Having those arms deployed in a non-traditional guerilla organization is the only guarantee of their effectiveness in fulfilling their stated goal: deterring Israel. Why do we need to deter Israel? For many in Lebanon, this is a stupid question, but for most of us here in the blogosphere who have Jewish friends and who read American news, the question deserves a response credible to our world view. My argument is that Israel has used it superior arms to dictate terms in any negotiation. Even if you do not buy into threats of an expansionaist Israeli empire, you must admit that Israel's best interests do not always concide with Lebanons, even if both were at peace and both had governments truly reflective of theor people's actual develpmental needs. I doubt that Israel wants to steal Lebanese water, but I recognize that they may have an interest in purchasing some, and I recognize that the balance of power today would allow them to dictate a price. I doubt that Israel wants to send the Falashas to build settelments in Tyr, but I recognize that Israel does not want to admit that it owes anything to the Palestinians in Tyr and the rest of Lebanon. Since Heballahs unique organization has proven the only way to stop Israel from doing anythin it wants militarily in South Lebanon, I do regard that the preservation of this deterrent, until it is replaced by an equally powerful deterrent, is essential to the realization of goals legitimately held by a vast majority of Lebanese citizens. (e.g 95% of Lebanese percent do not want the Palestinians permanetly housed in Lebanon - I belong to the other 5% but we are talking about democracy here and I support the 95%'s right to get their way.) Hence the arms are more than merely compatible with a system of government that allows the expression of these popular goals. I have previously argued that Hezballah is the only instance in todays world of a "well organized militia" as per the definition implied in the US constitution, so I will not rehash that arguemtn here.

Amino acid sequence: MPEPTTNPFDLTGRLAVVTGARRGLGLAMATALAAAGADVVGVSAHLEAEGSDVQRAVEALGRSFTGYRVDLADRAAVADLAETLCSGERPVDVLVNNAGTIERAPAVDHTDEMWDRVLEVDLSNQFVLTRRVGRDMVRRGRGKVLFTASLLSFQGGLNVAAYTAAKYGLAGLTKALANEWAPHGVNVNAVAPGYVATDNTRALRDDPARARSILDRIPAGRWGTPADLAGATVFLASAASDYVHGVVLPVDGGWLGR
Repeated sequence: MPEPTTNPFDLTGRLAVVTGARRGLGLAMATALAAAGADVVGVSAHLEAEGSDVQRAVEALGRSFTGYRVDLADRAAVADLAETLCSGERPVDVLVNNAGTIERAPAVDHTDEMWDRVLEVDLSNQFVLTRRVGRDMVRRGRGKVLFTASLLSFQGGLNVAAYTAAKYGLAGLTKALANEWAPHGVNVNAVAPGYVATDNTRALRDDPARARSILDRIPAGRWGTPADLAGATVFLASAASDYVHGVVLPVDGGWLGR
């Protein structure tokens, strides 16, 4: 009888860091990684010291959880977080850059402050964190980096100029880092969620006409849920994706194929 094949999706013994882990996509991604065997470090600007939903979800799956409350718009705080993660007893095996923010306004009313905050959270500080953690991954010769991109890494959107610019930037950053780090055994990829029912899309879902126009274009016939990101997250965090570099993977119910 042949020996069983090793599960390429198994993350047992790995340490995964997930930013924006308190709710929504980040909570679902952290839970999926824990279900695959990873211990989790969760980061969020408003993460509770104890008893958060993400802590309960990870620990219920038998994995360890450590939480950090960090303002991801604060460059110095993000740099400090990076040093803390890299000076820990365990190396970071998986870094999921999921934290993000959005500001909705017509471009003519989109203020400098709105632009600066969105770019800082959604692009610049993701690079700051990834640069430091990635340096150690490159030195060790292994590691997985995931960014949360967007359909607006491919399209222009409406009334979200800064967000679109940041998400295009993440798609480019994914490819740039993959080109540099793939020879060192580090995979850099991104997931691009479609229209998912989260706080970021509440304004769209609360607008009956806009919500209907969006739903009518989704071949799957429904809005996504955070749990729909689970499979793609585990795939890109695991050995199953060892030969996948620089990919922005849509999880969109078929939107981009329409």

Marching is a last resort when the proper institutions for determining popular will have been subverted. If you grant that you can fool some of the people all the time and all of the people some of the time, I propose that an unscrupulous minorty can gain full an permanent control of democratic institutions. While all of the pople are fooled, you group the "some of the people" whom you can fool all the time with people you cannot fool into electroal districts so that they constiture a majority in those districts, and those districts constitute a majority of districts. Institutions that allow this policy to go unchallenged cannot protect democracy in the modern Western sense - they would be more like democracy in the ancient Greek sense, which dies every time the majority elect a tyrant. Marching in the streetes is a last resort when an unscrupulous minorty threatens to destroy the system and refuses to heed any other calls to desist from them scheme, e.g. by allowing the parliamentalry minority to safeguard its rights or by letting an impartial commission re-draw electoral districts. I maintain that this is what the opposition inLebanon today is doing. With the support of a lot of jealous despots, but that is another story. In its actions as a whole, the opposition is on the side of democracy (in the modern Western sense) and the cabinet is not.